Union coalition files charges against the city of Compton
They allege violations of city, state laws
The Coalition of Compton Unions, which represents about 400 city employees, filed unfair labor practice charges with the California Public Employment Relations Board against the city of Compton in response to the City Council’s approval of a budget that called for worker layoffs and unilaterally imposed concessions on the remaining work force.
“Compton unilaterally changed the workers’ contracts without entering into negotiations,” said Glenn Rothner, an attorney representing the Coalition of Compton Unions. “Those actions violate state labor laws and even the city’s own rules.”
Nearly 100 Compton workers were laid off on Aug. 4, and prior to the layoffs Compton city workers had offered a package of concessions that they say would have preserved essential city services and kept everyone working. But their efforts to fill the budget hole with alternatives fell on deaf ears.
“We did everything we could to keep Compton working for the people who live here, but the City Council wasn’t interested in working with us to find solutions,” said Rose Downs, a Compton resident and 20-year veteran city analyst who lost her job and was demoted in the cuts. Downs, who is also president of AFSCME Local 3947, is a single mother and the sole wage earner in her household.
According to the union, Compton’s actions, particularly the Council’s decision to lay off a large swath of its work force, further exacerbates the social and economic woes of a city that already has the third-highest unemployment rate in Los Angeles County.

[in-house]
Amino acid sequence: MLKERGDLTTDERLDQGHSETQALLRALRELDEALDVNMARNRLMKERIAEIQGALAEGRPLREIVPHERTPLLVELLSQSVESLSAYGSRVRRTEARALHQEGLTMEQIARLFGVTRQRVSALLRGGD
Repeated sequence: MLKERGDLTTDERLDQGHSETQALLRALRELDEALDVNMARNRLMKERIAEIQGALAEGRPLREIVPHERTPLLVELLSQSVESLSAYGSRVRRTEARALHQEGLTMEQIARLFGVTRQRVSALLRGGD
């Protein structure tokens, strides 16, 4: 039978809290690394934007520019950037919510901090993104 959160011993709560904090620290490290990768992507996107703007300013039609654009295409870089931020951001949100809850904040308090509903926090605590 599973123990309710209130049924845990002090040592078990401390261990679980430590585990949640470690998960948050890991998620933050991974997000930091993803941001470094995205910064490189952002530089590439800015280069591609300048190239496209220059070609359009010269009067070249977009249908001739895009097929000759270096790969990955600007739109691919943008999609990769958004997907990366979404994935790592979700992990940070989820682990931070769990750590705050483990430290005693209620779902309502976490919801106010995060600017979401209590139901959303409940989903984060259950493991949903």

“Is more joblessness and despair really the right direction for our city?” Downs asked.
The Compton city attorney has not responded directly to the coalition’s charges.
A labor coalition comprised of American Federation of State, County and Municipal Employees (AFSCME) Local 3947, Service Employees International Union (SEIU) 721, AFSCME Local 2325 and the Compton Firefighters International Association of Fire Fighters (IAFF) Local 2216 said it plans to sue the city of Compton for what it sees as a number of violations that occurred during the budget process.
This week the coalition’s attorney Anthony Segall sent a letter to Compton Mayor Eric J. Perrodin and members of the city council outlining what the lawsuit will entail.
The Compton City Council passed a budget at its Tuesday meeting that officials said avoids a government shutdown but that is expected to result in layoffs.
The city council voted 3-1 to approve the budget, with Janna Zurita, Lillie Dobson, and Mayor Eric Perrodin voting “yes,” and Yvonne Arceneaux casting the only “no” vote. Willie O. Jones, was absent.
The majority of the viewing public was upset with the outcome, and many yelled and stormed out of the meeting.
COMPTON, Calif.—A number of ideas were bounced around Tuesday at the Compton City Council meeting regarding the budget, which the Council postponed voting on until next week’s council meeting.
After listening to the frustration of the public, the mayor suggested that rather than complaining about the budget, which has been presented by the city manager, people should take it upon themselves to come up with alternative solutions to balancing it.
Compton is facing a projected $25 million shortfall.
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